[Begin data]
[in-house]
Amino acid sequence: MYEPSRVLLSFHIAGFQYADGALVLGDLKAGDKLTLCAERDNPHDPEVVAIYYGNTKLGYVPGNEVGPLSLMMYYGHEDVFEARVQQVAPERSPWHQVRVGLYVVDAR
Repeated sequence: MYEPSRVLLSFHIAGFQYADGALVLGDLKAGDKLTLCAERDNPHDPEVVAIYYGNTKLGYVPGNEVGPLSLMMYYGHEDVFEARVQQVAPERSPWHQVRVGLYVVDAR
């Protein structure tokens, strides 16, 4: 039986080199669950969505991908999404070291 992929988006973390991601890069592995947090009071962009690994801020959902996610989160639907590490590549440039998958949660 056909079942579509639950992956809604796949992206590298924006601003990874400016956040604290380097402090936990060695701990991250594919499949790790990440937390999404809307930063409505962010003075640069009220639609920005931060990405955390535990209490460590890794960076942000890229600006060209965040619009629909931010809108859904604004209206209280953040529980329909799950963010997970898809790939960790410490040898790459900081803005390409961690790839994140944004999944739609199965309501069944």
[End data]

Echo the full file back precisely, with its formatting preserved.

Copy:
[in-house]
Amino acid sequence: MYEPSRVLLSFHIAGFQYADGALVLGDLKAGDKLTLCAERDNPHDPEVVAIYYGNTKLGYVPGNEVGPLSLMMYYGHEDVFEARVQQVAPERSPWHQVRVGLYVVDAR
Repeated sequence: MYEPSRVLLSFHIAGFQYADGALVLGDLKAGDKLTLCAERDNPHDPEVVAIYYGNTKLGYVPGNEVGPLSLMMYYGHEDVFEARVQQVAPERSPWHQVRVGLYVVDAR
């Protein structure tokens, strides 16, 4: 039986080199669950969505991908999404070291 992929988006973390991601890069592995947090009071962009690994801020959902996610989160639907590490590549440039998958949660 056909079942579509639950992956809604796949992206590298924006601003990874400016956040604290380097402090936990060695701990991250594919499949790790990440937390999404809307930063409505962010003075640069009220639609920005931060990405955390535990209490460590890794960076942000890229600006060209965040619009629909931010809108859904604004209206209280953040529980329909799950963010997970898809790939960790410490040898790459900081803005390409961690790839994140944004999944739609199965309501069944």